Ask an Archaeologist Day with Nick Hadnutt

21 July marks #AskanArchaeologistDay, so we’ve asked Curator or Archaeology Nick Hadnutt three burning questions.

Why did you become an archaeologist?

I had worked successfully in customer service for a number of years before realising I needed a significant career change. After much head scratching, I completed a career aptitude test (I highly recommend them!) which focussed on identifying the various components within work that interested me. My results suggested I needed a role that was both indoors and outdoors, working in teams and individually, and have an investigative component. Jobs that typified this were a police officer or scientist and neither of these appealed to me, but when I thought more about it, I realised that archaeology included all of those components as well as incorporated my strong interest in human history. I enrolled at the University of Queensland School of Archaeology and never looked back! Archaeologists work in teams, often in the field and investigating archaeological sites. We question what we find and how it relates to the people that once lived at that place. We then spend months writing up the research, often individually in a lab or office and then head back out to fieldwork.

What’s your greatest discovery?  

That, despite all of our scientific discoveries, technological and medical innovations and advanced knowledge of our world, people think, believe and act in essentially the same way as our ancestors for millennia.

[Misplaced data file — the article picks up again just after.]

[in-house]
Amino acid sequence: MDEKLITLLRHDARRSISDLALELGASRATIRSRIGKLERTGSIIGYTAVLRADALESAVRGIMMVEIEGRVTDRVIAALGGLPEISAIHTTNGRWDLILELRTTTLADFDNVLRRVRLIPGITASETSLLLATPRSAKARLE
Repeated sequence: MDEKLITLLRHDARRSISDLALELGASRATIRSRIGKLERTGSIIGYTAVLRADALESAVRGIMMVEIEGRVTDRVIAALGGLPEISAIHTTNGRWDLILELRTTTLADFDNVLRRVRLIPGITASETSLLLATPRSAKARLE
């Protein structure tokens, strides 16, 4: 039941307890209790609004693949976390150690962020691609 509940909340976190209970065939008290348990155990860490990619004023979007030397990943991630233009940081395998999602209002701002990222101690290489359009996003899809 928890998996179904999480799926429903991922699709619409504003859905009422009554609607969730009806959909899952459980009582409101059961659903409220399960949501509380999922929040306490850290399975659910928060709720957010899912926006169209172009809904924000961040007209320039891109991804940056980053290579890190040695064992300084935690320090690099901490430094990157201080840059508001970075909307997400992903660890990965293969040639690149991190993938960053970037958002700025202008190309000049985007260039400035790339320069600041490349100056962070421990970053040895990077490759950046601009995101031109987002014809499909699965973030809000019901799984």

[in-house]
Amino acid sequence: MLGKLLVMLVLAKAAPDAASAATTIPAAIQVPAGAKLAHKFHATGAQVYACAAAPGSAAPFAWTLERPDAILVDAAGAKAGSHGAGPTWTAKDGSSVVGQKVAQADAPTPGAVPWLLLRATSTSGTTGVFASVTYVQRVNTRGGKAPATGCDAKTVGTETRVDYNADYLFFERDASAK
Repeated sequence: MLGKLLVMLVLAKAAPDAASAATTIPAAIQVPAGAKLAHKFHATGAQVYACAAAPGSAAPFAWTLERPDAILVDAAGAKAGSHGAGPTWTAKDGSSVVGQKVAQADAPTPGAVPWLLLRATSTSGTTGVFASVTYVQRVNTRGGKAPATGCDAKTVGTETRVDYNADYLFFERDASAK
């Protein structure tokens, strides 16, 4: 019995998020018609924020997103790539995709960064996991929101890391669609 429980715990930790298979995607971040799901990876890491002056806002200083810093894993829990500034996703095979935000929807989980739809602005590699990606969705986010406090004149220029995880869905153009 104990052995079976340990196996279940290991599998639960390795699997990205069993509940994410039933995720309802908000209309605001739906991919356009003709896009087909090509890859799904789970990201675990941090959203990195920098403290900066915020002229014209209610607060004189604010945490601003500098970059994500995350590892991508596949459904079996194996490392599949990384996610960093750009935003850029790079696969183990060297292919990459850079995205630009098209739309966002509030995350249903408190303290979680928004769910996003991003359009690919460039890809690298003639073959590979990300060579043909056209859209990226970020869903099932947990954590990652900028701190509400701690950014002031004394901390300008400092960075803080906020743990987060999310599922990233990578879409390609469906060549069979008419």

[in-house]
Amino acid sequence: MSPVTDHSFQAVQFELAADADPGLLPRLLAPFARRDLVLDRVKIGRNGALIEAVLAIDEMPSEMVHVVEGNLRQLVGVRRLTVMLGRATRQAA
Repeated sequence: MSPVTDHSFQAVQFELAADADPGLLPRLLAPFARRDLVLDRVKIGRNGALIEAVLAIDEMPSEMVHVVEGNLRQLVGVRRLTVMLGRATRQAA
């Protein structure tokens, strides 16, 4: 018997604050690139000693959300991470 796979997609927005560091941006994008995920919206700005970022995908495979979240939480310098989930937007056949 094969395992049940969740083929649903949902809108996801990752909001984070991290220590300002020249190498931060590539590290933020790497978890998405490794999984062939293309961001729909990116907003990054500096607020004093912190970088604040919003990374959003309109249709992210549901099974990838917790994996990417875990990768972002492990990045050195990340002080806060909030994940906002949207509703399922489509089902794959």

What advice would you give to anyone who is interested in pursuing this career path?

Being an archaeologist is a fantastic career. The work is varied, challenging and stimulating. Job opportunities are growing but still limited compared to other professions so be prepared to work hard.  Volunteer as soon as possible and as often as possible on both fieldwork and lab work. This will enable you to understand if you actually enjoy the work (which is often romanticised in movies) as well as build your professional network which is critical in this industry. Having a strong network leads to many more opportunities than going it alone. Be prepared to be the only archaeologist in a room most of the time (except archaeology conferences.) It follows then that you must learn to live with dinosaurs because most people will hear that you are an archaeologist and ask you about dinosaurs… Archaeologists are not palaeontologists!

Do you have a question?

Submit your questions to our Ask an Expert inquiry service or send us a tweet on Twitter @qldmuseum #AskanArchaeologistDay.